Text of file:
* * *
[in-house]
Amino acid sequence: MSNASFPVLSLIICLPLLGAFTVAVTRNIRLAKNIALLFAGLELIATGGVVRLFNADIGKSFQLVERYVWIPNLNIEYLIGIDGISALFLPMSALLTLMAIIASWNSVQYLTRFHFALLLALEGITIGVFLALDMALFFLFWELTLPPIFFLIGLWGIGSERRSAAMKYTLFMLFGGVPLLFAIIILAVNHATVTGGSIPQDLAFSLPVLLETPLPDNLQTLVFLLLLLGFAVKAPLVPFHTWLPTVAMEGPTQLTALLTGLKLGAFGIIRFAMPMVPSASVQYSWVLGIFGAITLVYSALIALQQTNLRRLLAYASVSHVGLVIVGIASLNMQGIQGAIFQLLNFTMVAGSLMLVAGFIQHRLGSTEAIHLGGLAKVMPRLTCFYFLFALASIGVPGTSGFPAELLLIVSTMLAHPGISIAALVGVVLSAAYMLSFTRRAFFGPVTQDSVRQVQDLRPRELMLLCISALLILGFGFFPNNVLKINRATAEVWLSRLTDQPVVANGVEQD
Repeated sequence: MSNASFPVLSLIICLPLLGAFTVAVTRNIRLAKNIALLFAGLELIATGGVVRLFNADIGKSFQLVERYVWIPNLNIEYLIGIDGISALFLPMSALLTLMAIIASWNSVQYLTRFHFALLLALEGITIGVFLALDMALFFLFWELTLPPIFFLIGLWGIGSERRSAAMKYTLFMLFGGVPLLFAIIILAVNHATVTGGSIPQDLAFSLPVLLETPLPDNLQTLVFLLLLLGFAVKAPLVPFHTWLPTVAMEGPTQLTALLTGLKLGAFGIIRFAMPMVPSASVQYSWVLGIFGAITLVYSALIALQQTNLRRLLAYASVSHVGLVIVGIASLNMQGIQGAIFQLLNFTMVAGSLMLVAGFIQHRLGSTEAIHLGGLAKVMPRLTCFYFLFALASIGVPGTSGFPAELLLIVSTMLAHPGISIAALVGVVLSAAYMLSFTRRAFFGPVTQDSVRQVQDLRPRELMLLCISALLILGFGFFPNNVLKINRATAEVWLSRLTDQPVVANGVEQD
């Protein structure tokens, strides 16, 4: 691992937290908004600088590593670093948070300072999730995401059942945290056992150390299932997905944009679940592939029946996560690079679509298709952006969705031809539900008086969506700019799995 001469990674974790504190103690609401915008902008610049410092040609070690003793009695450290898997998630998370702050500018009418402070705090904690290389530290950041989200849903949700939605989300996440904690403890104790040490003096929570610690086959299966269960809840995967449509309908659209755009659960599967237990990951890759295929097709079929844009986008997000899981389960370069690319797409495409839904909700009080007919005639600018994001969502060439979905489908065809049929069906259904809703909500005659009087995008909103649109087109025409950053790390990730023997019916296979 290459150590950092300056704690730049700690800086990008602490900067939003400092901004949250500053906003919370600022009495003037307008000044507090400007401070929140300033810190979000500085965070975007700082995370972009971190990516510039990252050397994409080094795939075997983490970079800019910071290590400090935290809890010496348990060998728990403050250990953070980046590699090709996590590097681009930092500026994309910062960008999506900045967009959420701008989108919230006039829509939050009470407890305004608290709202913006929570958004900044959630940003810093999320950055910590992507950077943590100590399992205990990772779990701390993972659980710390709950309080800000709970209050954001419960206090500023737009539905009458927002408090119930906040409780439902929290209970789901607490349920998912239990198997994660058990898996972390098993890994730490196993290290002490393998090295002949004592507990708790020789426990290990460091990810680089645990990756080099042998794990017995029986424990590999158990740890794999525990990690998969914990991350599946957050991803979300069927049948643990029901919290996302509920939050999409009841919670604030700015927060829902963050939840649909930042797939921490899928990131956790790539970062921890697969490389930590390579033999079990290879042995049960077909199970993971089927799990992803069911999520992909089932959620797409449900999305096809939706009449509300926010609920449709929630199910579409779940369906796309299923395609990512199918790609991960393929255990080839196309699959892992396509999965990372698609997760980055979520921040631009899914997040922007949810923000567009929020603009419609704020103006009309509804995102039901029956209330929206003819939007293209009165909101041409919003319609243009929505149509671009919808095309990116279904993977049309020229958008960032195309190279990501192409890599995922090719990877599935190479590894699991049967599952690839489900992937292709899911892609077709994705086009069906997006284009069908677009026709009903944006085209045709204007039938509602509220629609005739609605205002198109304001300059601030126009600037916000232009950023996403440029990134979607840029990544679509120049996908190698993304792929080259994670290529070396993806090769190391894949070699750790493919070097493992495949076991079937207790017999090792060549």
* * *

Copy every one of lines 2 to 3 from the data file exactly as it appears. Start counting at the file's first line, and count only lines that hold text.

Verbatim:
Amino acid sequence: MSNASFPVLSLIICLPLLGAFTVAVTRNIRLAKNIALLFAGLELIATGGVVRLFNADIGKSFQLVERYVWIPNLNIEYLIGIDGISALFLPMSALLTLMAIIASWNSVQYLTRFHFALLLALEGITIGVFLALDMALFFLFWELTLPPIFFLIGLWGIGSERRSAAMKYTLFMLFGGVPLLFAIIILAVNHATVTGGSIPQDLAFSLPVLLETPLPDNLQTLVFLLLLLGFAVKAPLVPFHTWLPTVAMEGPTQLTALLTGLKLGAFGIIRFAMPMVPSASVQYSWVLGIFGAITLVYSALIALQQTNLRRLLAYASVSHVGLVIVGIASLNMQGIQGAIFQLLNFTMVAGSLMLVAGFIQHRLGSTEAIHLGGLAKVMPRLTCFYFLFALASIGVPGTSGFPAELLLIVSTMLAHPGISIAALVGVVLSAAYMLSFTRRAFFGPVTQDSVRQVQDLRPRELMLLCISALLILGFGFFPNNVLKINRATAEVWLSRLTDQPVVANGVEQD
Repeated sequence: MSNASFPVLSLIICLPLLGAFTVAVTRNIRLAKNIALLFAGLELIATGGVVRLFNADIGKSFQLVERYVWIPNLNIEYLIGIDGISALFLPMSALLTLMAIIASWNSVQYLTRFHFALLLALEGITIGVFLALDMALFFLFWELTLPPIFFLIGLWGIGSERRSAAMKYTLFMLFGGVPLLFAIIILAVNHATVTGGSIPQDLAFSLPVLLETPLPDNLQTLVFLLLLLGFAVKAPLVPFHTWLPTVAMEGPTQLTALLTGLKLGAFGIIRFAMPMVPSASVQYSWVLGIFGAITLVYSALIALQQTNLRRLLAYASVSHVGLVIVGIASLNMQGIQGAIFQLLNFTMVAGSLMLVAGFIQHRLGSTEAIHLGGLAKVMPRLTCFYFLFALASIGVPGTSGFPAELLLIVSTMLAHPGISIAALVGVVLSAAYMLSFTRRAFFGPVTQDSVRQVQDLRPRELMLLCISALLILGFGFFPNNVLKINRATAEVWLSRLTDQPVVANGVEQD